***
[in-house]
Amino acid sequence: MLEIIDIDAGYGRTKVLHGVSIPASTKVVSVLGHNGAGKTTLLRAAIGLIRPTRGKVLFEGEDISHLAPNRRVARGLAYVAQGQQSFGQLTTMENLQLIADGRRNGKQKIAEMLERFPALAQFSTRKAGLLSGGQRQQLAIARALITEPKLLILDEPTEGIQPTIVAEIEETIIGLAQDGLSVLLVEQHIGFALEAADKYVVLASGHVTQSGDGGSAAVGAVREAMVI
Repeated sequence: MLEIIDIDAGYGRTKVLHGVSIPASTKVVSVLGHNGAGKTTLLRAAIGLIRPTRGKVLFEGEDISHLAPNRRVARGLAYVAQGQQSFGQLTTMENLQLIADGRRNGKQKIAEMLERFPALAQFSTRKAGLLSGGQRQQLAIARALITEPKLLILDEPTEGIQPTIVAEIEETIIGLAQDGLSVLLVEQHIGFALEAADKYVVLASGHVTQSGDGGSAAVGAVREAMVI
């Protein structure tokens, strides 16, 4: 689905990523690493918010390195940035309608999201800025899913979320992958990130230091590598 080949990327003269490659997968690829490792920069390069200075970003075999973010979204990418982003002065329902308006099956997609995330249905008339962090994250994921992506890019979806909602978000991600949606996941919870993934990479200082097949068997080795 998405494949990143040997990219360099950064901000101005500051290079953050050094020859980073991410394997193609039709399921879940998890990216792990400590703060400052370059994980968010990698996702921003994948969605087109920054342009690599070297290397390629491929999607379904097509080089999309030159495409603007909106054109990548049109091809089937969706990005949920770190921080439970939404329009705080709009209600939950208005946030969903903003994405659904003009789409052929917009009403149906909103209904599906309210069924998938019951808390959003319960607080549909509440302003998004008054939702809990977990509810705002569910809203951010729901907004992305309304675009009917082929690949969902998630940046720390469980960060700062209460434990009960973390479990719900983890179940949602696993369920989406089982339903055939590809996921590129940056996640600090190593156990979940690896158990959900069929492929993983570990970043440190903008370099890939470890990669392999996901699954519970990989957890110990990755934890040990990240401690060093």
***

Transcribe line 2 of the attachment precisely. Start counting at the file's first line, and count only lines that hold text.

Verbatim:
Amino acid sequence: MLEIIDIDAGYGRTKVLHGVSIPASTKVVSVLGHNGAGKTTLLRAAIGLIRPTRGKVLFEGEDISHLAPNRRVARGLAYVAQGQQSFGQLTTMENLQLIADGRRNGKQKIAEMLERFPALAQFSTRKAGLLSGGQRQQLAIARALITEPKLLILDEPTEGIQPTIVAEIEETIIGLAQDGLSVLLVEQHIGFALEAADKYVVLASGHVTQSGDGGSAAVGAVREAMVI